Though our holiday seasons will look different this year, some traditions can still be preserved. Read more about the history of Thanksgiving Day parades and see pictures from our historic newspapers!
One hundred years ago, the world was a very different place. But many things from 1920 changed the course of history and, in a lot of ways, helped to shape the world we live in today.
One hundred years ago this week, on November 2, 1920, the United States presidential election was held. It was the first presidential election held after the ratification of the Nineteenth Amendment, which granted women the right to vote. Incidentally – and as holders of the Library’s main newspaper collections, we can’t <not> mention it – […]
Tales of hauntings around Washington, D.C., are a tradition that goes back hundreds of years. From presidents and soldiers to local residents, the ghosts are said to haunt both official buildings and houses. Read more about where to find these ghosts and spooks.
This post was written by Rachel Gordon, Visitor Services Specialist in the Library’s Center for Learning, Literacy and Engagement. It was originally published on Minerva’s Kaleidoscope: Resources for Kids & Families Blog. For Halloween 2020, we’re all going to be staying much closer to home than is the norm. That made me wonder what we […]
We’re excited to announce that our research guide, American Women: Resources from the Serial & Government Publications Collections, is now available online!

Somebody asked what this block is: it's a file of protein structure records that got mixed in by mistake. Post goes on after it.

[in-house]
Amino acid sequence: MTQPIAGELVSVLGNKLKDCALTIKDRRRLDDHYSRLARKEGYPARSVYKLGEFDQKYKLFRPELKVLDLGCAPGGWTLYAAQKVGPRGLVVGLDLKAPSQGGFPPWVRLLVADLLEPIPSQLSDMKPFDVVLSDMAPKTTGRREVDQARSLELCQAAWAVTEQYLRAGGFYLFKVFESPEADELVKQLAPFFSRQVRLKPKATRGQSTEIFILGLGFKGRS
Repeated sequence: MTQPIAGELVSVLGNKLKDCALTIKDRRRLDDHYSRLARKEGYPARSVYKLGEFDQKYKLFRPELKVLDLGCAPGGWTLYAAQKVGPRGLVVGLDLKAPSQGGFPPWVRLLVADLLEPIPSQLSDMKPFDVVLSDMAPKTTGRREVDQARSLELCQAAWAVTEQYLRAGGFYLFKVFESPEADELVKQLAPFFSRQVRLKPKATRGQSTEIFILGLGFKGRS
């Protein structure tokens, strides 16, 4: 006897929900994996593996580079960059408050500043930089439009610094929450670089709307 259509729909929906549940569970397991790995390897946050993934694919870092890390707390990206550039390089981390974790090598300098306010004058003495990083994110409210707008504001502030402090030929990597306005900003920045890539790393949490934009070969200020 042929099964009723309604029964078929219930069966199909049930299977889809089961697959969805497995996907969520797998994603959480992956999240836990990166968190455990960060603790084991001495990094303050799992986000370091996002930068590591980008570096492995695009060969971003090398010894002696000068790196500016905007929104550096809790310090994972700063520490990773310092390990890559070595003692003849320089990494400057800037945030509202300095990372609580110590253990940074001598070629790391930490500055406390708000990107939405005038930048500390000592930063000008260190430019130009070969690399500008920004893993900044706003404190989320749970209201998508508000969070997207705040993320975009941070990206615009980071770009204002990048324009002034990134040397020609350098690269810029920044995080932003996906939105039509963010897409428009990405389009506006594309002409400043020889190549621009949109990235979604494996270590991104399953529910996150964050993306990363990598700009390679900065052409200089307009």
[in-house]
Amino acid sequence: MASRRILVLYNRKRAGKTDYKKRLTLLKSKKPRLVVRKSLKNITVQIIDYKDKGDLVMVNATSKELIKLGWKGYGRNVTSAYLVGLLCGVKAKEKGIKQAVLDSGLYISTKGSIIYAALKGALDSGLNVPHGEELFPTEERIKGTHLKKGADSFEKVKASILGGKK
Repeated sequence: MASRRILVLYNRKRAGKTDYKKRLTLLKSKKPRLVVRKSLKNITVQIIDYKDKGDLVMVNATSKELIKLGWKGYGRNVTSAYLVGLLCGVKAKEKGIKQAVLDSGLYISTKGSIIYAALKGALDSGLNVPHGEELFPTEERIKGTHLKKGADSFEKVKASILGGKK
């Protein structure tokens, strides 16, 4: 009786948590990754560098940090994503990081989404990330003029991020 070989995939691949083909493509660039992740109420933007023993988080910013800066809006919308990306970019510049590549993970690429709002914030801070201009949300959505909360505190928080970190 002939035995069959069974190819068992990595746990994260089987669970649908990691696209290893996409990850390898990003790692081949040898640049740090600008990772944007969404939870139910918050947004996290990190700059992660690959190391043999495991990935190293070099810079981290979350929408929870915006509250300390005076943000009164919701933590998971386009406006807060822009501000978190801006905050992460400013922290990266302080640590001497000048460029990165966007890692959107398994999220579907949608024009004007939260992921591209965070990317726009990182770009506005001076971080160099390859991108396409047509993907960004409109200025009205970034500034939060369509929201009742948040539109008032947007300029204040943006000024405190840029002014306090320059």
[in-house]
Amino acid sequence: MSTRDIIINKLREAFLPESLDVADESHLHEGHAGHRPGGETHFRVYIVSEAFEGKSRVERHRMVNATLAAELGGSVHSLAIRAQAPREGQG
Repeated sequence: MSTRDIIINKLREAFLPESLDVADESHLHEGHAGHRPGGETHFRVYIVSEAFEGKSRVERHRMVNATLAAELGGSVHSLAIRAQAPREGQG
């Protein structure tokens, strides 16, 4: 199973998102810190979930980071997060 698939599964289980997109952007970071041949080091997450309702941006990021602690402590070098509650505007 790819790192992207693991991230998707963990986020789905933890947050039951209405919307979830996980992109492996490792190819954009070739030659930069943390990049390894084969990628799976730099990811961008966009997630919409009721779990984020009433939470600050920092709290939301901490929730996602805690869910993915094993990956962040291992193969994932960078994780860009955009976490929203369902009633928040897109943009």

Without a flicker of emotion, Russian aristocrat, Prince Felix Yussupov, declared on the witness stand that he killed Russia’s “Mad Monk,” Rasputin. Yussupov described in detail how he helped poison, shoot, beat, and drown him, as part of a larger conspiracy to murder the mystical “holy man,” who had gained powerful influence over the Imperial […]
This blog post was written by Jennie Horton, a 2020 Librarian-in-Residence in the Serial & Government Publications Division. Unrest in Latin America caused many to flee to the United States. Exile newspapers, Spanish-language papers published in the US, helped immigrants stay connected to their homeland, language, and culture. Spanish-language newspapers first appeared in the United States in 1808 with El […]
Do you ever feel like there’s something right in front of you that you’re just missing? Some of the hidden picture puzzles in our historic newspapers can drive you to distraction with their clever lines and stealthy images! But if you enjoy going on the hunt for clues and missing objects, then these are puzzles […]
Belva Ann Bennett Lockwood was an American feminist and lawyer who was the first woman admitted to argue a case in front of the U.S. Supreme Court. Her work “blazed the way for independent womanhood, often in the face of ridicule as well as contemptuous opposition.” At the time of her death, she was the […]